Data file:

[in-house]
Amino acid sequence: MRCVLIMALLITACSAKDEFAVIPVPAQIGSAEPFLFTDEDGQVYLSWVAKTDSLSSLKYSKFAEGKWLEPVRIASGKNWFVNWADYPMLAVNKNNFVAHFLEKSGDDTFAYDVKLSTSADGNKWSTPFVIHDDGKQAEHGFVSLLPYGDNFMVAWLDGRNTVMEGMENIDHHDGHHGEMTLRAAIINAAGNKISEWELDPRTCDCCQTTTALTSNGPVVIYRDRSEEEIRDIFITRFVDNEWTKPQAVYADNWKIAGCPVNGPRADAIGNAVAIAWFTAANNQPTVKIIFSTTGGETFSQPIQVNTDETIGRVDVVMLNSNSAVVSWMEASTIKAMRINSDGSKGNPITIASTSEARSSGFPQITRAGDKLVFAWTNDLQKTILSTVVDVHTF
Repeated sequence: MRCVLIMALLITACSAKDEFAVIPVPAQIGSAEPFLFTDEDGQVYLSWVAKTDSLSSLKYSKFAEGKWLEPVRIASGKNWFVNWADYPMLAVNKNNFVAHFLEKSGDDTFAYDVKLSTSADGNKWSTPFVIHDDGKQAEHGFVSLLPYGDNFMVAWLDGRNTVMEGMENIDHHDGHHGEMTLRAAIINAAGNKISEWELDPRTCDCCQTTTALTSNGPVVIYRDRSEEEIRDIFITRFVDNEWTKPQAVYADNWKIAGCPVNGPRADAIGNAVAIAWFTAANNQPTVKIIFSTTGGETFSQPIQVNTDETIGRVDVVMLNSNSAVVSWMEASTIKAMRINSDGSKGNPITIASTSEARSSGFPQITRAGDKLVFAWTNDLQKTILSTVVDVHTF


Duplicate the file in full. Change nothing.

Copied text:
[in-house]
Amino acid sequence: MRCVLIMALLITACSAKDEFAVIPVPAQIGSAEPFLFTDEDGQVYLSWVAKTDSLSSLKYSKFAEGKWLEPVRIASGKNWFVNWADYPMLAVNKNNFVAHFLEKSGDDTFAYDVKLSTSADGNKWSTPFVIHDDGKQAEHGFVSLLPYGDNFMVAWLDGRNTVMEGMENIDHHDGHHGEMTLRAAIINAAGNKISEWELDPRTCDCCQTTTALTSNGPVVIYRDRSEEEIRDIFITRFVDNEWTKPQAVYADNWKIAGCPVNGPRADAIGNAVAIAWFTAANNQPTVKIIFSTTGGETFSQPIQVNTDETIGRVDVVMLNSNSAVVSWMEASTIKAMRINSDGSKGNPITIASTSEARSSGFPQITRAGDKLVFAWTNDLQKTILSTVVDVHTF
Repeated sequence: MRCVLIMALLITACSAKDEFAVIPVPAQIGSAEPFLFTDEDGQVYLSWVAKTDSLSSLKYSKFAEGKWLEPVRIASGKNWFVNWADYPMLAVNKNNFVAHFLEKSGDDTFAYDVKLSTSADGNKWSTPFVIHDDGKQAEHGFVSLLPYGDNFMVAWLDGRNTVMEGMENIDHHDGHHGEMTLRAAIINAAGNKISEWELDPRTCDCCQTTTALTSNGPVVIYRDRSEEEIRDIFITRFVDNEWTKPQAVYADNWKIAGCPVNGPRADAIGNAVAIAWFTAANNQPTVKIIFSTTGGETFSQPIQVNTDETIGRVDVVMLNSNSAVVSWMEASTIKAMRINSDGSKGNPITIASTSEARSSGFPQITRAGDKLVFAWTNDLQKTILSTVVDVHTF